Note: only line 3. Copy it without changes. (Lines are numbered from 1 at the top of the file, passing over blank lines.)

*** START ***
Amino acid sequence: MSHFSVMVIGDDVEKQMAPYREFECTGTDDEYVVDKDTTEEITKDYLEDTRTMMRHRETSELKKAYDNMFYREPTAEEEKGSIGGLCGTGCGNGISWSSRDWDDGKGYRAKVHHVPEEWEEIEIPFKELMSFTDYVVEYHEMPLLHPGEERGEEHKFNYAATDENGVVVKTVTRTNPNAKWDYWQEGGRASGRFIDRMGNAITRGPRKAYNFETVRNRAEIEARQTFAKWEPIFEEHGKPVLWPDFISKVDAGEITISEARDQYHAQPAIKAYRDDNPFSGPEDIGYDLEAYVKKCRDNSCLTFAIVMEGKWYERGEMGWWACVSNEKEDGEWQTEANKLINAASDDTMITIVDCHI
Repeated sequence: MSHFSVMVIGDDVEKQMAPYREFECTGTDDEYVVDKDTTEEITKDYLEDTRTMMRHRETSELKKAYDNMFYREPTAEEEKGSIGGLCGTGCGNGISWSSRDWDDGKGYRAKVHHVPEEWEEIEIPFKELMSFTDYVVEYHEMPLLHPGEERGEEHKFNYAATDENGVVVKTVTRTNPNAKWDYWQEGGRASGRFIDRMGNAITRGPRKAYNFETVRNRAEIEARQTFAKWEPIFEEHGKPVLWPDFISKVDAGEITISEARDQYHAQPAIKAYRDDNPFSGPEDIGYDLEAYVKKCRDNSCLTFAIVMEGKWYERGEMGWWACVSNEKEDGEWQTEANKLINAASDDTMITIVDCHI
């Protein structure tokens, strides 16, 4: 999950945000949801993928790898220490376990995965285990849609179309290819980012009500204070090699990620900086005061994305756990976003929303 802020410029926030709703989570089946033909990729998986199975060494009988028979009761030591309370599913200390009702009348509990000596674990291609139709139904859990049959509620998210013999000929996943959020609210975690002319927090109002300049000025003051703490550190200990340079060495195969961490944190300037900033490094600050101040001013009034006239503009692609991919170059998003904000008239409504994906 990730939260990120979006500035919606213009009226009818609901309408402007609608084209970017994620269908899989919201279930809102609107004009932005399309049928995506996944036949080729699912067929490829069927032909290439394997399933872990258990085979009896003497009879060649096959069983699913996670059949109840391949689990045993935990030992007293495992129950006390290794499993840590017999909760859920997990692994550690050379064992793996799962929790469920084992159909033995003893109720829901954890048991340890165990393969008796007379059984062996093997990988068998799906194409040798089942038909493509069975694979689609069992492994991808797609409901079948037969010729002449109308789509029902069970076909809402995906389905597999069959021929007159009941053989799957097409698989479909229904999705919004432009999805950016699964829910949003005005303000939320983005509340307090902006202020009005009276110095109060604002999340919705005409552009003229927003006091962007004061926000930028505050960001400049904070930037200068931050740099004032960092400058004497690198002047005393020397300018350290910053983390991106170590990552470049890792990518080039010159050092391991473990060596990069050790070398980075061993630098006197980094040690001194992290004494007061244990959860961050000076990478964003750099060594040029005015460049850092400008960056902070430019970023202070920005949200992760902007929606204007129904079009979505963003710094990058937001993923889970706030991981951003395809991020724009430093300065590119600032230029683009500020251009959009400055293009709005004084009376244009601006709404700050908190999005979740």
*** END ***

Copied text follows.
């Protein structure tokens, strides 16, 4: 999950945000949801993928790898220490376990995965285990849609179309290819980012009500204070090699990620900086005061994305756990976003929303 802020410029926030709703989570089946033909990729998986199975060494009988028979009761030591309370599913200390009702009348509990000596674990291609139709139904859990049959509620998210013999000929996943959020609210975690002319927090109002300049000025003051703490550190200990340079060495195969961490944190300037900033490094600050101040001013009034006239503009692609991919170059998003904000008239409504994906 990730939260990120979006500035919606213009009226009818609901309408402007609608084209970017994620269908899989919201279930809102609107004009932005399309049928995506996944036949080729699912067929490829069927032909290439394997399933872990258990085979009896003497009879060649096959069983699913996670059949109840391949689990045993935990030992007293495992129950006390290794499993840590017999909760859920997990692994550690050379064992793996799962929790469920084992159909033995003893109720829901954890048991340890165990393969008796007379059984062996093997990988068998799906194409040798089942038909493509069975694979689609069992492994991808797609409901079948037969010729002449109308789509029902069970076909809402995906389905597999069959021929007159009941053989799957097409698989479909229904999705919004432009999805950016699964829910949003005005303000939320983005509340307090902006202020009005009276110095109060604002999340919705005409552009003229927003006091962007004061926000930028505050960001400049904070930037200068931050740099004032960092400058004497690198002047005393020397300018350290910053983390991106170590990552470049890792990518080039010159050092391991473990060596990069050790070398980075061993630098006197980094040690001194992290004494007061244990959860961050000076990478964003750099060594040029005015460049850092400008960056902070430019970023202070920005949200992760902007929606204007129904079009979505963003710094990058937001993923889970706030991981951003395809991020724009430093300065590119600032230029683009500020251009959009400055293009709005004084009376244009601006709404700050908190999005979740």